Sharon Brintnell, MSc, OT(C), FCAOT
Faculty of Rehabilitation Medicine - Occupational Therapy
Area of Study / Keywords
Occupational Performance Profiles Special Populations and Meaningful Activity
As an occupational therapist, Professor Brintnell worked primarily with adults with mental illness and individuals with neurological disorders. Educated as both a physical and occupational therapist, Professor Brintnell's interests focused on the biopsychosocial perspective of a person’s everyday functioning. Her graduate work was in family studies (Human Ecology), counselling and exploring the marital relationships of couples where the husband sustained a spinal cord injury after marriage. She joined the University of Alberta in 1971 and was chairman of the department for 13 years and acting dean for one year. Professor Brintnell is past president of the World Federation of Occupational Therapists (WFOT),2008-2014 following ten years as their VP Finance and of the Canadian Association of Occupational Therapists (CAOT), 1978-79. She is the recipient of many awards and has fellowships from both organizations to recognize her outstanding leadership and development of the profession nationally and internationally. On her retirement in 2018, the Department of Occupational therapy established the Sharon Brintnell Lectureship.
Professor Brintnell’s research focuses on the functional impact of disorders on everyday living. As the developer and past director of the Occupational Performance Analysis Unit (OPAU), Professor Brintnell pioneered a fee-for-service not-for-profit private practice model. It demonstrated increased access to community occupational therapy services and the capacity of occupational therapists to respond to service needs outside the formal health care funding system. The model focuses on functional assessments and occupational profiles for special populations such as medicolegal clients and those with developmental disabilities using an interdisciplinary model of community-based rehabilitation services to veterans and First Nations Communities. Areas of interest are the functioning of Fetal Alcohol Spectrum Disorders (FASD) adults in the community with connections to the Justice System (Corrections to Community Connections project,3C, (Brintnell et al.2019)), capacity building of the international profession in education and leadership, and furthering the use and application of the Evaluation of Meaningful Activity Survey (EMAS) which she co-developed (Goldberg, Brintnell & Goldberg, 2002).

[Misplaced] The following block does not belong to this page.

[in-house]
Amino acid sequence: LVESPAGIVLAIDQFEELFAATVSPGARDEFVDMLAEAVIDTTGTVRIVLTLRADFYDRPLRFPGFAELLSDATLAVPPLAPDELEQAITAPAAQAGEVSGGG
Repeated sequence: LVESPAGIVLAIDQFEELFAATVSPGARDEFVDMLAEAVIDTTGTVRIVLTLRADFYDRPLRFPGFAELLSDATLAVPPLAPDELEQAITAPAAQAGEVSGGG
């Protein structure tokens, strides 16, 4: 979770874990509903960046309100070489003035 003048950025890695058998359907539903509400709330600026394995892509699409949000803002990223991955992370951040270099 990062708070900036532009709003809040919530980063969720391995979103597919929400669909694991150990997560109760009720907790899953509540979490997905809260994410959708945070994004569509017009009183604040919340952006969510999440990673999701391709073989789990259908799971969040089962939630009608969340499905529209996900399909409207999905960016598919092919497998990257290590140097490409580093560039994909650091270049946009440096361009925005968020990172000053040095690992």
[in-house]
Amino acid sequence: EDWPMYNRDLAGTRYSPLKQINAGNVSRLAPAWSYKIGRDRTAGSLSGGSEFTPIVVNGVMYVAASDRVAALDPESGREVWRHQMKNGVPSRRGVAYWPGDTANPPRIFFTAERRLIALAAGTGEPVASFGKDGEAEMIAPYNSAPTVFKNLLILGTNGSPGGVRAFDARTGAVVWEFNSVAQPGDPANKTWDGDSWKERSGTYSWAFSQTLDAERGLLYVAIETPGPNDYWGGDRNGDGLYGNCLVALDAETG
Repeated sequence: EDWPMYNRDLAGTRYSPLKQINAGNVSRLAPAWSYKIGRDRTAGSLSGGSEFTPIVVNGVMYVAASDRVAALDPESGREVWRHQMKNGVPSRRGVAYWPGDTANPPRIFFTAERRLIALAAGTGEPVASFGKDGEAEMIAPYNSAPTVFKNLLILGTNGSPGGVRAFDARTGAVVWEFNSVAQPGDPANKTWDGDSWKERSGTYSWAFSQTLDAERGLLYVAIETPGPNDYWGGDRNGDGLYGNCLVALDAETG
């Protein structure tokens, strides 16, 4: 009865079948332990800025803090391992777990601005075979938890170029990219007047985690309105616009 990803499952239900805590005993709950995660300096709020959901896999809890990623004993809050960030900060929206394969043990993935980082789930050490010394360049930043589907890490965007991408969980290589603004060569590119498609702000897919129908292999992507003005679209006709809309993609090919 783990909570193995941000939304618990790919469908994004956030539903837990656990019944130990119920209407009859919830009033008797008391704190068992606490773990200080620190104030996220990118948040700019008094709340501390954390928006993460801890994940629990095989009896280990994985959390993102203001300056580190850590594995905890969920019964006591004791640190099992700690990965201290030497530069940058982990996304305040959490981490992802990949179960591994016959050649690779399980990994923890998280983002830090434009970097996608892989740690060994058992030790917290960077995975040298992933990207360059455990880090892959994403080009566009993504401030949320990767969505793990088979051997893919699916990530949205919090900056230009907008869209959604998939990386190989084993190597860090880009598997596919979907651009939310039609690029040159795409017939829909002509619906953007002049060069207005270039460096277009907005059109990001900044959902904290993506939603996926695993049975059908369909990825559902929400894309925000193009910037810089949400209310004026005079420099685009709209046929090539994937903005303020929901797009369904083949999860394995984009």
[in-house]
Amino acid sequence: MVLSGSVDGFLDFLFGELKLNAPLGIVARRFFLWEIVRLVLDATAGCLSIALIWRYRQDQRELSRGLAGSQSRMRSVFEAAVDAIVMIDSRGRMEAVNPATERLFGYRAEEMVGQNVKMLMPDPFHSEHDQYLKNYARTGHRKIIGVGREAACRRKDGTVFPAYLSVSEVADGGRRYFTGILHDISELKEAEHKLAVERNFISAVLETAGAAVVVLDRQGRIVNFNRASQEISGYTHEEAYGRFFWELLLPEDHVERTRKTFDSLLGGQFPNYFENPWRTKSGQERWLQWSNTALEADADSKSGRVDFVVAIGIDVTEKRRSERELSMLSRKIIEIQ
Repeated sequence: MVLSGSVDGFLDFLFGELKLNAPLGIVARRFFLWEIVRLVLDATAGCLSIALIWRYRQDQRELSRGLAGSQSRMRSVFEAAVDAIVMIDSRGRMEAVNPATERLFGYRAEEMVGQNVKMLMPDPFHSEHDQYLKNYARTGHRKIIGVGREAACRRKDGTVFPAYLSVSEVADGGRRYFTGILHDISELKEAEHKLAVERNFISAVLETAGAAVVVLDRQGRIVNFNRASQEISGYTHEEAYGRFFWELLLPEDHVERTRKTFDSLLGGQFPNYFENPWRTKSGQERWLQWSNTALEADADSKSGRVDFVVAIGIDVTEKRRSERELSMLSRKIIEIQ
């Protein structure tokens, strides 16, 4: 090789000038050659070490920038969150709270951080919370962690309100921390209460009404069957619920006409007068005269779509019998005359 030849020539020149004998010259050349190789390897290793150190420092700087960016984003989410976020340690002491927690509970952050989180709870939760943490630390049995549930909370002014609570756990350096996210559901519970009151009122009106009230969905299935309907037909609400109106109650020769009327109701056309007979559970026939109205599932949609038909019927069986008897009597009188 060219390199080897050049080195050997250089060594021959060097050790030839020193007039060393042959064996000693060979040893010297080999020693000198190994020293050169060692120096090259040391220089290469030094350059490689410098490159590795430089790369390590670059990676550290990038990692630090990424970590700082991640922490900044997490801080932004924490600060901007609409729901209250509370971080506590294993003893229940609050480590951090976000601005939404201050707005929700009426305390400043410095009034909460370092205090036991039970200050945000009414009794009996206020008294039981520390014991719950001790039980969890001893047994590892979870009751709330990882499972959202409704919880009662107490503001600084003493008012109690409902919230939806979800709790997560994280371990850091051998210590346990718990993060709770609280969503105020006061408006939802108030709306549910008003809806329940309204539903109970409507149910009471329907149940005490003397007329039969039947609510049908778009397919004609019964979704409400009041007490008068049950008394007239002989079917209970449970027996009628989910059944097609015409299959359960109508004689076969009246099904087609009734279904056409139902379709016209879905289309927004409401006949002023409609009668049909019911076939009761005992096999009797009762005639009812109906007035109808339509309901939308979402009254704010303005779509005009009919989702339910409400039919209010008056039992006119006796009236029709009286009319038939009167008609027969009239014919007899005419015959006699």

Professor Brintnell continues to advance occupational performance findings of the 3C project through research with the Northwest Central Alberta (NWCA) FASD network (Just published results of Justice Project, 2021). This activity includes supporting members of two Indigenous communities in contact with the justice system. Dr. Ada Leung of the Department and the NWCA FASD network make up part of the research collaboration to expand the impact of earlier research on community service planning by adding a fMRI evaluation to the FASD assessment and diagnostic protocol data.
Retired but provides seminars on private practice models in occupational therapy and group facilitation in population-based psychoeducational sessions for a variety of clients.